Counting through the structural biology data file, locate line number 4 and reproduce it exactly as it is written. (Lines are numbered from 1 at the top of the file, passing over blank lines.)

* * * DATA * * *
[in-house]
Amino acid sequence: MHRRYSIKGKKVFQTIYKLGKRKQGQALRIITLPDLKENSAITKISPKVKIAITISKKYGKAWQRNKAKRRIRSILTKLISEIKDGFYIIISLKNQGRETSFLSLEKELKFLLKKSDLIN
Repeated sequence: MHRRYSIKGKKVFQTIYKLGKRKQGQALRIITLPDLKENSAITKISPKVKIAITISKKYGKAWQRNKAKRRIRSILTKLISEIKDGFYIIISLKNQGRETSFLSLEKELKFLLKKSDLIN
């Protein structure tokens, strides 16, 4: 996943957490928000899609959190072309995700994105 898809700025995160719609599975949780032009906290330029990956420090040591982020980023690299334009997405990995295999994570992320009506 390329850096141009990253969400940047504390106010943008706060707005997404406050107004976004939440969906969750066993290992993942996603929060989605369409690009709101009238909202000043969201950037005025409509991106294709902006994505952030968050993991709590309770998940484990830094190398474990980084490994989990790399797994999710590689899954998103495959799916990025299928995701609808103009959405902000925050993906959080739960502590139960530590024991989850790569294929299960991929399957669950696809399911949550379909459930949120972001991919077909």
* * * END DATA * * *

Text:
């Protein structure tokens, strides 16, 4: 996943957490928000899609959190072309995700994105 898809700025995160719609599975949780032009906290330029990956420090040591982020980023690299334009997405990995295999994570992320009506 390329850096141009990253969400940047504390106010943008706060707005997404406050107004976004939440969906969750066993290992993942996603929060989605369409690009709101009238909202000043969201950037005025409509991106294709902006994505952030968050993991709590309770998940484990830094190398474990980084490994989990790399797994999710590689899954998103495959799916990025299928995701609808103009959405902000925050993906959080739960502590139960530590024991989850790569294929299960991929399957669950696809399911949550379909459930949120972001991919077909």